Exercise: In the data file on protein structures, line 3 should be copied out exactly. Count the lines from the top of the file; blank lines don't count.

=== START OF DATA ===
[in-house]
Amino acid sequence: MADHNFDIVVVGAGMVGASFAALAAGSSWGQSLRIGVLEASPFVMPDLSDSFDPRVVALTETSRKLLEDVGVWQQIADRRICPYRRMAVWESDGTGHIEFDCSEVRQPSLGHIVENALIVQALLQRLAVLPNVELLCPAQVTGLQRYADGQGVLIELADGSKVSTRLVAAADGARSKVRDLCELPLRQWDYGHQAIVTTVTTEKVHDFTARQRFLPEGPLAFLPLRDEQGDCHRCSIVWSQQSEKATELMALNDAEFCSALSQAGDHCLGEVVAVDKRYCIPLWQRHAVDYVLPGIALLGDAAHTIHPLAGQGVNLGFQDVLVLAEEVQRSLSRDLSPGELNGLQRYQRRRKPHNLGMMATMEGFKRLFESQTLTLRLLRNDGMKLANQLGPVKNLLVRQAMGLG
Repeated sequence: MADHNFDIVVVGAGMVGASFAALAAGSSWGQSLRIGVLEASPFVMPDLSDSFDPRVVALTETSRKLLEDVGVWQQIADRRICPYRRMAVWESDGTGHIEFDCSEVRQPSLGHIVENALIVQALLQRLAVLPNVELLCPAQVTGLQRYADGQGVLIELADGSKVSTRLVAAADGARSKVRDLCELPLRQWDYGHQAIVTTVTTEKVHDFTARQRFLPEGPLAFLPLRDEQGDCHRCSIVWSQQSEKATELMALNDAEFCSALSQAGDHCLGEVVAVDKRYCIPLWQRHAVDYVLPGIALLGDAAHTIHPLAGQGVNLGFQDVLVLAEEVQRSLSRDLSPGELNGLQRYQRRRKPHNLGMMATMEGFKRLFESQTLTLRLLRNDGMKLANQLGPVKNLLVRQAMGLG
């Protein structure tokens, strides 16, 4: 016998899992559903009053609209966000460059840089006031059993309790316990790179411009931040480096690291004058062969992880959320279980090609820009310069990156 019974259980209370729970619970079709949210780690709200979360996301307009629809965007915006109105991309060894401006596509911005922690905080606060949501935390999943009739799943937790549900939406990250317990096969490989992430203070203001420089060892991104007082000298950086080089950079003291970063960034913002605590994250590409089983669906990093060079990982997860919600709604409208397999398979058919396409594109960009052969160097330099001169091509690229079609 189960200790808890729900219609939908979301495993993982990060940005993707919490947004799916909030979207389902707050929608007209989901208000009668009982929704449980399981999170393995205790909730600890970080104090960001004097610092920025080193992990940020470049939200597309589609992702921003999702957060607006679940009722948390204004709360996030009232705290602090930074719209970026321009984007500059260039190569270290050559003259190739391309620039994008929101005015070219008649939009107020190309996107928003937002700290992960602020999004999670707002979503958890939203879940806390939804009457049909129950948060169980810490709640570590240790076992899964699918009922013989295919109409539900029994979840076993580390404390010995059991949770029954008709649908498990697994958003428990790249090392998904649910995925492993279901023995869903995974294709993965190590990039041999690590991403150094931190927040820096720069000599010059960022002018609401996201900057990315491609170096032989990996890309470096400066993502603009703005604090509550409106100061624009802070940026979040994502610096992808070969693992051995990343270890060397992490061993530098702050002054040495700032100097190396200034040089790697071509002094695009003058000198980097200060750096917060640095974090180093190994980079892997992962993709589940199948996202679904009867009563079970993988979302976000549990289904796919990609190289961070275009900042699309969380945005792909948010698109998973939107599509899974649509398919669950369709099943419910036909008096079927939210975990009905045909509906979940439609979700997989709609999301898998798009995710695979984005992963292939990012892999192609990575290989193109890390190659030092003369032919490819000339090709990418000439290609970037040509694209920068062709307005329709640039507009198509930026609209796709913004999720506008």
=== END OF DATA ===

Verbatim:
Repeated sequence: MADHNFDIVVVGAGMVGASFAALAAGSSWGQSLRIGVLEASPFVMPDLSDSFDPRVVALTETSRKLLEDVGVWQQIADRRICPYRRMAVWESDGTGHIEFDCSEVRQPSLGHIVENALIVQALLQRLAVLPNVELLCPAQVTGLQRYADGQGVLIELADGSKVSTRLVAAADGARSKVRDLCELPLRQWDYGHQAIVTTVTTEKVHDFTARQRFLPEGPLAFLPLRDEQGDCHRCSIVWSQQSEKATELMALNDAEFCSALSQAGDHCLGEVVAVDKRYCIPLWQRHAVDYVLPGIALLGDAAHTIHPLAGQGVNLGFQDVLVLAEEVQRSLSRDLSPGELNGLQRYQRRRKPHNLGMMATMEGFKRLFESQTLTLRLLRNDGMKLANQLGPVKNLLVRQAMGLG